2014-01-31 22:52:03 -
OTTAWA, ONTARIO -- (Marketwired) -- 01/31/14 -- Natural Resources Canada
"We welcome today's report and are encouraged that the State Department confirmed that Keystone XL would not have a significant environmental impact.
"This is the fifth federal study on the environmental impact of the Keystone XL pipeline. Each previous one has stated that building Keystone XL would not adversely affect the environment. Today's report confirms once again this result, including no appreciable impact on greenhouse gases.
"The report concludes that NOT building this project would result in emissions that are 28 to 42 percent higher than if the project is built.
"The report also stated that 'Approval or denial of any one crude oil transport project, including the proposed Project, remains unlikely to significantly impact the rate of extraction in the oil sands, or the continued demand for heavy crude oil at refineries in the United States.'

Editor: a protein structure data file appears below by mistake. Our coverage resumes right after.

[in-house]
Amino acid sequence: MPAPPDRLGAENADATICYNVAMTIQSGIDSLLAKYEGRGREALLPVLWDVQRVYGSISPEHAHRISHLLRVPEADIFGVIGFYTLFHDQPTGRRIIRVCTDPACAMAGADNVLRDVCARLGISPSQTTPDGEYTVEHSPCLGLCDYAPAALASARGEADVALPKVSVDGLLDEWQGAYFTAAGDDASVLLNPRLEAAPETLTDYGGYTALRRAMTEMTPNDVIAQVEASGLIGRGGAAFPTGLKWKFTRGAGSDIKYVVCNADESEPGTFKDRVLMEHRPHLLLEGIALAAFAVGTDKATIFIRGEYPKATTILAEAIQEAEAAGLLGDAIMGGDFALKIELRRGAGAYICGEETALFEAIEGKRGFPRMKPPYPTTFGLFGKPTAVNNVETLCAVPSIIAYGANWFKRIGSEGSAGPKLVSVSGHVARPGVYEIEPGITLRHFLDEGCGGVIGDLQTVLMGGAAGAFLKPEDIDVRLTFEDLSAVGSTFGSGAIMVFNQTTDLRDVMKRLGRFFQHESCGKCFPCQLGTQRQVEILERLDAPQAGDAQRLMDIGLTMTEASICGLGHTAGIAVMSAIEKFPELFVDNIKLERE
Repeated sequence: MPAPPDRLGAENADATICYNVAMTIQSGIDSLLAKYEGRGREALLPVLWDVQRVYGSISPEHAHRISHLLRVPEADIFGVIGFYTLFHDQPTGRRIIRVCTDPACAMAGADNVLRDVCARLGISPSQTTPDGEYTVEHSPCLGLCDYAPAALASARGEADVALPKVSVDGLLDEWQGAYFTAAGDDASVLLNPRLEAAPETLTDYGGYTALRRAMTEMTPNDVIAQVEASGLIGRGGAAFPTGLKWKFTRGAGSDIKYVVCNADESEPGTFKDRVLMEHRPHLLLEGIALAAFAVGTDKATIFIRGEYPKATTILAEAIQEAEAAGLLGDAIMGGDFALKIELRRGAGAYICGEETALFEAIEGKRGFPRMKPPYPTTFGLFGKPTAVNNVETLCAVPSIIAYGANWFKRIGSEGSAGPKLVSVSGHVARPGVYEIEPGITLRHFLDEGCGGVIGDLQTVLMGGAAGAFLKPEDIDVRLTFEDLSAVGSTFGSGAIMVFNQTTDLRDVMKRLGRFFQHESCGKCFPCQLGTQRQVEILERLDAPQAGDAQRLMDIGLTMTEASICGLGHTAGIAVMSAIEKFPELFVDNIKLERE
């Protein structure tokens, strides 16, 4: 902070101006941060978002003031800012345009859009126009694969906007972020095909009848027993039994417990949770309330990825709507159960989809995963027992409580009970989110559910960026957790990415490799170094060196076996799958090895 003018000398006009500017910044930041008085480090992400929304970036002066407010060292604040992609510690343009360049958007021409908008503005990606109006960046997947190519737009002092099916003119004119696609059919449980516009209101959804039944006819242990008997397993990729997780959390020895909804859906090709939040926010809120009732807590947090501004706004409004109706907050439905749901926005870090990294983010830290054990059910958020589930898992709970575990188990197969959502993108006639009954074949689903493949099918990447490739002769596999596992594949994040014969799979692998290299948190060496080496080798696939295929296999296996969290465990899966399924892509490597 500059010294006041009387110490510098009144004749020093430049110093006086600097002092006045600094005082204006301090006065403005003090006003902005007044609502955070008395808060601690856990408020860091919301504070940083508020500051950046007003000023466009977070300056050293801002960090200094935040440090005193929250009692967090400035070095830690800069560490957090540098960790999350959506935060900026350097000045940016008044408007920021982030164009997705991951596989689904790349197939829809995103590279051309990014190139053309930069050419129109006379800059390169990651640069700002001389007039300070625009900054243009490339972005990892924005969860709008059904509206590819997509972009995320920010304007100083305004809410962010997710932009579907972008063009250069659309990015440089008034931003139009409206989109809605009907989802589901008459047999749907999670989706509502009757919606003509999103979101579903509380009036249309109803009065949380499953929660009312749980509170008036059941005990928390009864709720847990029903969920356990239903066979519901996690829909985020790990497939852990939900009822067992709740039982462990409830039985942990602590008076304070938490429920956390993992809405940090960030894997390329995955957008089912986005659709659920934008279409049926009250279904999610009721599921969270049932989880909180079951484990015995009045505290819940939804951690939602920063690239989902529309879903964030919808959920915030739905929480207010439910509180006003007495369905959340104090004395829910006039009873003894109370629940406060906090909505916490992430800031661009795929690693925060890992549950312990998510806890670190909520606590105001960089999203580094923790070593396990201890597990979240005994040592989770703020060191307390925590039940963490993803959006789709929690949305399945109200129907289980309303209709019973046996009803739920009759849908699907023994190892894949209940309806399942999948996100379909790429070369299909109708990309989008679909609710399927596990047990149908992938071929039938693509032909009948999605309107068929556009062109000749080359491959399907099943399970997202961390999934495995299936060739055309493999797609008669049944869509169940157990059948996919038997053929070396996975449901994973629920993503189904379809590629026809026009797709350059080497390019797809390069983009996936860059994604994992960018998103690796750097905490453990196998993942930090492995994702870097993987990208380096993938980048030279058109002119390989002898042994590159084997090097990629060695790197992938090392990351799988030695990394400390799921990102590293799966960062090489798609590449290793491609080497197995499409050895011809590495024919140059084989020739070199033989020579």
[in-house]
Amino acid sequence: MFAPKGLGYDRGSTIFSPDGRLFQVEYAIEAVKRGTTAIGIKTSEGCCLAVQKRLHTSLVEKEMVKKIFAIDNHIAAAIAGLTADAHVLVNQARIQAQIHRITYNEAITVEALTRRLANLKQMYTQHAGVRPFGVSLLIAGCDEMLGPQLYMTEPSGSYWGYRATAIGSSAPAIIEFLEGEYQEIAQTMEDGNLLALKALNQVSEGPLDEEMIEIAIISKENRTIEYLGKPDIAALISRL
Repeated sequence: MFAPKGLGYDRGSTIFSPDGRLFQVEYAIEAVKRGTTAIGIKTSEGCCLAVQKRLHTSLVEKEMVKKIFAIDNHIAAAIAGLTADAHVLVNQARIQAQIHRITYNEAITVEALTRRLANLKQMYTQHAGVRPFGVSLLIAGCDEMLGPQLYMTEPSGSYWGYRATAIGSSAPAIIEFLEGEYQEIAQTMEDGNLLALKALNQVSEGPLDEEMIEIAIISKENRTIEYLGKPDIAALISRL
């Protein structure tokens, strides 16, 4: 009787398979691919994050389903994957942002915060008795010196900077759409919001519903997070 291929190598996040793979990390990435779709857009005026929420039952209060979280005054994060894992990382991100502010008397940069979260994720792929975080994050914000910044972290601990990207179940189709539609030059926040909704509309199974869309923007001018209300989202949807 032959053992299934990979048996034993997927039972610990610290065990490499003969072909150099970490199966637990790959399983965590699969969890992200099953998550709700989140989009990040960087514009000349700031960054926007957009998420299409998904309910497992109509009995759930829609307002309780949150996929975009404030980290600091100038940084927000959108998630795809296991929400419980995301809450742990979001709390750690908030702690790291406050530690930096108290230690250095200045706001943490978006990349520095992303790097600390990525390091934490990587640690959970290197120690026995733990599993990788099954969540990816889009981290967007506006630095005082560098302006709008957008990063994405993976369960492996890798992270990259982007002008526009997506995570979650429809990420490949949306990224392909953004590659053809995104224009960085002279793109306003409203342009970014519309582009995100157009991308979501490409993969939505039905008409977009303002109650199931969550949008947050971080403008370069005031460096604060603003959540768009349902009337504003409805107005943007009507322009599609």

"The U.S. government has been reviewing the project for over five years. This has been a lengthy and thorough review process.
"The benefits to the U.S. and Canada are clear. We await a timely decision.
"The Keystone project is expected to support tens of thousands of jobs and billions of dollars in economic activity in both Canada and the United States, and revenues to government contribute to social programs like healthcare, education and housing.
"The U.S. Department of Energy estimates that the U.S. will need to import 7.9 million barrels of oil per day in 2040, so the U.S. will remain a very important customer for Canadian oil.
"Keystone XL would displace oil from Venezuela and the Middle East with a stable, democratic and environmentally responsible continental supply and thereby enhance North American energy security.
"There is widespread support for this project among labour groups, including building and construction unions.
"The choice for the United States is clear: oil supply from a reliable, environmentally responsible friend and neighbour or from unstable sources with similar or higher greenhouse gas emissions and lesser environmental standards."
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Director of Communications
Office of Canada's Minister of Natural Resources
Natural Resources Canada, Ottawa
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